With a global pandemic upon us, 2020 was a year when virtually everyone was focused on their health and fitness. Or were they?
While we were busy social distancing and stockpiling, many people overlooked other health conditions, spaced on their routine workouts, rationalized work-at-home snacking… and saw their stress levels skyrocket.
This year definitely came with plenty of distractions and opportunities for excuses. Maybe you abandoned your gym routine or other healthy habits somewhere along the way. It’s been a strange year, and it’s ok that you don’t feel like your best self right now – in fact, that’s completely normal and expected in stressful circumstances.
Ready to stop feeling stuck and start finding balance? I’m a certified life coach and would love to talk to you!
What a fitness routine can do for you
What better way to combat stress than to work through it physically? If you’ve heard of or experienced a “runner’s high,” you know what I’m talking about. Our bodies release happy hormones called endorphins when we engage in physical activity, and it’s just a good idea for your overall health to be physically active.
Having a routine for moving your body will make it easier for you to commit to taking care of yourself in this way. Without a clear plan or goal, you’re much more likely to skip working out, avoid creating time for it, and continue to feel stuck.
If 2020 was a “fitness fail” for you, it’s time to get back on the horse and find your rhythm again.
How to create your own routine
This may seem obvious, but the first step in creating your fitness routine is to pick an activity you actually like to do.
Working out can and should be enjoyable! It also can and should be challenging, but not in a way that makes you want to avoid it at all cost. Choose to practice activities that are fun, make you feel stronger, or give you that rush of mental clarity. Don’t force yourself into a workout routine that you hate; you likely won’t stick with it long if that’s the case.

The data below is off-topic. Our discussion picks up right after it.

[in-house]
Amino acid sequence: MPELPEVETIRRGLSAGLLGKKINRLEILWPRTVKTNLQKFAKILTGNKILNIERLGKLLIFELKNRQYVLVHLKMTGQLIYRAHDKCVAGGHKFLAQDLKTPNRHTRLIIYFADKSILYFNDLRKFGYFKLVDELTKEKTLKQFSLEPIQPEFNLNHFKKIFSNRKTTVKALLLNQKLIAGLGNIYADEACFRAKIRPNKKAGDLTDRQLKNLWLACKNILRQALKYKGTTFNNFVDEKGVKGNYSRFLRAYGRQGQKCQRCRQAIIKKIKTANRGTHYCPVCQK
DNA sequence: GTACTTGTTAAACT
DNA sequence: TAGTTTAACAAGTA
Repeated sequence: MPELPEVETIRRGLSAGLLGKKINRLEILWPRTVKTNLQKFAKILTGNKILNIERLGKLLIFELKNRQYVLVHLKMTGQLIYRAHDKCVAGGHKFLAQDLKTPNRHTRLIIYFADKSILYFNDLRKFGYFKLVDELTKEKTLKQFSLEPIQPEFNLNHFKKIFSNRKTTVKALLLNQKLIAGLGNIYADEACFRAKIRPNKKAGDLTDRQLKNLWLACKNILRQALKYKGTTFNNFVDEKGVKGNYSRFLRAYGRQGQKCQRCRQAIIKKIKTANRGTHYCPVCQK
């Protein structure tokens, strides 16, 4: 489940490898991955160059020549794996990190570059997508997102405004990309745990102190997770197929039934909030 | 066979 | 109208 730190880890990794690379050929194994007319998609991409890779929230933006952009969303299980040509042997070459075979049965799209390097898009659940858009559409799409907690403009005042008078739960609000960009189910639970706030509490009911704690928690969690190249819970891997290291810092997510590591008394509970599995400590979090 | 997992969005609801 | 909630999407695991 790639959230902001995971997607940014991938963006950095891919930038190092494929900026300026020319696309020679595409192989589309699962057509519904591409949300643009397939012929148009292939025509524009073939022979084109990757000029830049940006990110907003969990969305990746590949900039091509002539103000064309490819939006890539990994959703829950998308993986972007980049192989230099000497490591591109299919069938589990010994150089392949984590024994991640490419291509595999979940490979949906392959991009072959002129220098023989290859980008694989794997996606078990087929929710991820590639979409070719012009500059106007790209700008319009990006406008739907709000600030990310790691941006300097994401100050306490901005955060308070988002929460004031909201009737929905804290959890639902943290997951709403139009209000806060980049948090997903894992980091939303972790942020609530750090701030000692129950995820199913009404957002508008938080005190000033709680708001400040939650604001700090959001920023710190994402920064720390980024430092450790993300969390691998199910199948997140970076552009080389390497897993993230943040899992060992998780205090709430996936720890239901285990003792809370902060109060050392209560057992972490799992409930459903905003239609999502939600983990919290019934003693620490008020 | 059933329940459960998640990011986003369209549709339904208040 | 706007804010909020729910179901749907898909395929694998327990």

Here are some popular activities to consider:
- Weight lifting
These are just a few ideas to help you get started. However you choose to move your body is up to you!
How to commit to your fitness routine
If you’ve had trouble in the past actually showing up to the activities you’d picked out for yourself, this part is for you.
When we’re first beginning to develop new habits, the hardest part is consistency. In order to solidify these good habits and make them more automatic, we have to do the hard work in the beginning of showing up over and over until it sticks. The more consistent you can be right off the bat, the more likely your new habits and routines will stick long term.
Here are some things to try when you’re creating a new routine:
- Write it down. Get a pen and paper and physically write out your fitness goals. Writing down your goals helps your brain retain and subconsciously work toward them.